Many believe a healthy diet is all that’s needed for optimal health. Just the other day I heard a parent say, “Do I need vitamins? I don’t think so because we eat healthy.”
Does that sound familiar?
But do you realize that even those with healthy diets still struggle to get all the nutrients their bodies need?
Research shows that greater than 80% of American adults do not consume enough fruits and vegetables on a daily basis.1 In addition, national nutrition surveys confirm that kids are not getting their recommended servings of food based on the Food Guide Pyramid.2
(Think you are in the top 10% of Americans when it comes to eating healthy? Keep reading. You may be surprised by what you don’t know.)
Fast Food Facts
Did you know that fruits and vegetables today are not as nutrient dense as they were thirty years ago?
Don’t believe it?
The reason is because of the soil quality in which they are grown. Essentially, we have been extracting nutrients from the soil faster than we’re able to return them. The result is a decreased soil quality, which directly impacts our food quality. Less nutrients in the soil means that less nutrients are entering into our food supply.3
Another problem is the way food is grown and processed. It too has radically changed in order to meet growing consumer demand. Remember that whole “supply and demand” concept from your high school economics class? Well, the same thing is true in food production.
Just do the math.
Today roughly 7.1 billion people populate the earth. Thirty years ago there were 4.6 billion. That’s 35% more stomachs to fill, or an increase in 2.5 billion mouths to feed — every day! And to think we’ve met that demand without any increase in available land! That speaks volumes to the technological advances in agriculture. But those advancements have had unintended consquences.
The Unintended Consequences of Advances in Agriculture
Consider these facts. Most of the meat produced in America today comes from animals who no longer graze openly. Cattle, pigs, and chickens are raised in industrial facilities where farmers can meet larger demands at the expense of quality.
Rather than enjoying the free range, these animals are confined to small living quarters. The air quality is often poor, and they are injected with hormones to artificially grow them bigger faster. (Something about this just sounds unnatural, doesn’t it?)
Even fruits and vegetables are grown internationally and shipped to the U.S. to accommodate demand. This means they are picked before they have fully ripened and sprayed with chemicals to help them “ripen”. On the outside they may look fresh but on the inside they are nutrient deficient.
Frightening stuff when you stop and think about it!
Do I Need Vitamins If I’m Eating Better Than 90% Of Americans?
So, let’s assume the best for a moment. Let’s say a family goes above and beyond to eat the freshest and most natural foods possible on a regular basis. They choose to eliminate processed foods completely from their diet, and they choose to shop for organic or local produce. They make their own bread, sauces, snacks, everything.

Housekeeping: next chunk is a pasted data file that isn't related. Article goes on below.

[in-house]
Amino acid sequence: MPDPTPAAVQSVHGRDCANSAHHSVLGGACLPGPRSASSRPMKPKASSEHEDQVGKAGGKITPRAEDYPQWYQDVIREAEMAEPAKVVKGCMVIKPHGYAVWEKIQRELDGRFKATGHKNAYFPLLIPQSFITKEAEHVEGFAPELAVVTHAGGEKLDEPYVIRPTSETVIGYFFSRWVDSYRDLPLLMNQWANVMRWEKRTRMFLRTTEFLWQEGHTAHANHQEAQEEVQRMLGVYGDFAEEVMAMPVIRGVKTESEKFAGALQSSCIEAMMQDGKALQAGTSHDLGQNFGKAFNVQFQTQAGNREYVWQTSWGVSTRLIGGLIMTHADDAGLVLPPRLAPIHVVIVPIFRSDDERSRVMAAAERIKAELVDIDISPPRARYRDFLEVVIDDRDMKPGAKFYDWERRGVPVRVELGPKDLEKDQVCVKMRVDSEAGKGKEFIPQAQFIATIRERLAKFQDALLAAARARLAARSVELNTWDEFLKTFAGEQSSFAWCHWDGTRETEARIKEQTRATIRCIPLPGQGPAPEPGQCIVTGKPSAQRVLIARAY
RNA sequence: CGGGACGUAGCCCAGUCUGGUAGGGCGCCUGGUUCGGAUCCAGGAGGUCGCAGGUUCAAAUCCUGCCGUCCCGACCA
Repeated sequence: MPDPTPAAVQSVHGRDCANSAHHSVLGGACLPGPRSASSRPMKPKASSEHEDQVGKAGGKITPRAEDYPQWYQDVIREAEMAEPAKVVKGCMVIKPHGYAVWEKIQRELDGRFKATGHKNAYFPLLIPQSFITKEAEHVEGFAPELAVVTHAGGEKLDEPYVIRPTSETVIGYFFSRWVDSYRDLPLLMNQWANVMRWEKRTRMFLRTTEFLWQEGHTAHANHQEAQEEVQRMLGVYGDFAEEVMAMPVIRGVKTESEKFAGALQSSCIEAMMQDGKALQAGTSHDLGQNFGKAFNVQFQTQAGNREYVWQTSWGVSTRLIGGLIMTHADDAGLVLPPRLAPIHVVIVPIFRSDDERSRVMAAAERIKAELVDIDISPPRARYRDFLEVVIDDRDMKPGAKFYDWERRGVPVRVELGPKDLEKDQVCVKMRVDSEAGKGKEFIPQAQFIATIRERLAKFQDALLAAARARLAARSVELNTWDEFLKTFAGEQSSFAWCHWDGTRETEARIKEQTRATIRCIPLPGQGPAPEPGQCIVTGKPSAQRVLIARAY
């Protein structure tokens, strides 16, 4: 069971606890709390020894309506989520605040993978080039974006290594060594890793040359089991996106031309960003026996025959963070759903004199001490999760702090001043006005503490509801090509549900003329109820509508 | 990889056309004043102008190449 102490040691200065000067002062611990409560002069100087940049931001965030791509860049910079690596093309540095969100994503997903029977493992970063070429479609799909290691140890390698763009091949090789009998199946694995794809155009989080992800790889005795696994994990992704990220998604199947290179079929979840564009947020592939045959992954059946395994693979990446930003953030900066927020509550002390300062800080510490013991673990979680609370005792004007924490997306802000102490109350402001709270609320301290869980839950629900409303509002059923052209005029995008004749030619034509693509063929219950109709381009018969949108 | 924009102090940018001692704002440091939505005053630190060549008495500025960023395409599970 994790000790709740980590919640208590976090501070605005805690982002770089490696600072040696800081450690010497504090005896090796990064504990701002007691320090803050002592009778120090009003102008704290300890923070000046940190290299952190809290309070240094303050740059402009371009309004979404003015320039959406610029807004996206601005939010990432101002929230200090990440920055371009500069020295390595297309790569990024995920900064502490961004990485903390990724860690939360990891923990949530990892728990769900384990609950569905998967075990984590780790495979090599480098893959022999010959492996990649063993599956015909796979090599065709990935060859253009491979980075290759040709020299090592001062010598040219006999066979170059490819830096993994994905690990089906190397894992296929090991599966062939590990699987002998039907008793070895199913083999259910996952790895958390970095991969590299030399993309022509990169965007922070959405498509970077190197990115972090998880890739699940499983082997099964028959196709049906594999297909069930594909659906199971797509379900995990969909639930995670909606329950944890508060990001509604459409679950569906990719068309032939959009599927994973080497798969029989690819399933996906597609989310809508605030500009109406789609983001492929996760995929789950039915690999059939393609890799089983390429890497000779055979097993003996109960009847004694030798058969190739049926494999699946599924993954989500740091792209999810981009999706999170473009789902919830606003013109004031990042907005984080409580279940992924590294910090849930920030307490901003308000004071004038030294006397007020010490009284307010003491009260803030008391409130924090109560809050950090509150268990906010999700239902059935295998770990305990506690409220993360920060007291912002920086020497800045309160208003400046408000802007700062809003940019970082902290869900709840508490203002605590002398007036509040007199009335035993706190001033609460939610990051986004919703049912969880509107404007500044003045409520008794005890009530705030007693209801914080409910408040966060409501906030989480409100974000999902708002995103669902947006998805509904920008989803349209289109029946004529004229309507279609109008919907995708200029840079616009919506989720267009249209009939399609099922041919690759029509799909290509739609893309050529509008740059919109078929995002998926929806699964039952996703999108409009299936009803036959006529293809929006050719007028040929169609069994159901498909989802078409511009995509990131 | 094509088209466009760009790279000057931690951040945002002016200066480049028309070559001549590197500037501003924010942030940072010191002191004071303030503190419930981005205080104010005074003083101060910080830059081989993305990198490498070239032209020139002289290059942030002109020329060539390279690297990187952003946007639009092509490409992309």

Lisa Leake, creator of 100DaysofRealFood.com, does just this. She has been on a mission to eliminate all processed foods from her family’s diet. She is doing a superb job at eating well and helping her family to do the same.
Lisa proves to the rest of us that it is possible to eat healthy. But is she getting all the nutrients her body needs? Does a healthy diet eliminate the need for vitamins?
Not quite. On one of her posts, she states that her doctor recommended a vitamin D supplement because her blood test showed levels below where they needed to be. Something was still missing.
If Lisa, the proponent and mentor for cutting out processed food, is lacking a key nutrient, then what does that mean for the rest of us?
I believe it is practically impossible to give the body all the nutrients it needs through diet alone. Lisa’s testimony is proof. We would go crazy trying to count all of our vitamins and nutrients each day, making sure we got it all.
And how much more might our pickier-eating kids be missing what they need?
Families Need Nutritional Insurance
I like thinking of vitamins as nutritional insurance. I can rest easy as a mom knowing that my whole family received all the essential vitamins needed for optimal health, even if our diet wasn’t perfect. Do we still strive for healthier eating habits? You bet! Supplements should never take the place of healthy eating.
But when the right vitamins and a healthy diet are combined, they pack a powerful punch toward optimal health and strong immune systems.
Check Out This Great Video On The Health Paradox In America
1. Krebs-Smith SM, Guenther PM, Subar AF, Kirkpatrick SI, Dodd KW. “Americans do not meet federal dietary recommendations.” J Nutr. 2010;140:1832–1838.
2. “Position of the American Dietetic Association: Dietary guidance for healthy children ages 2 to 11 years.” J Am Diet Assoc. 2004;104:660-77. See also Harnack L, Walters SA, Jacobs DR. “Dietary intake and food sources of whole grains among children and adolescents: Data from the 1994-96 continuing survey of food intakes by individuals.” J Am Diet Assoc. 2003;103:1015-19.
3. Davis DR, Epp MD, Riordan HD. “Changes in USDA food composition data for 43 garden crops, 1950 to 1999.” J Am Coll Nutr. 2004 Dec;23(6):669-82. PMID: 15637215.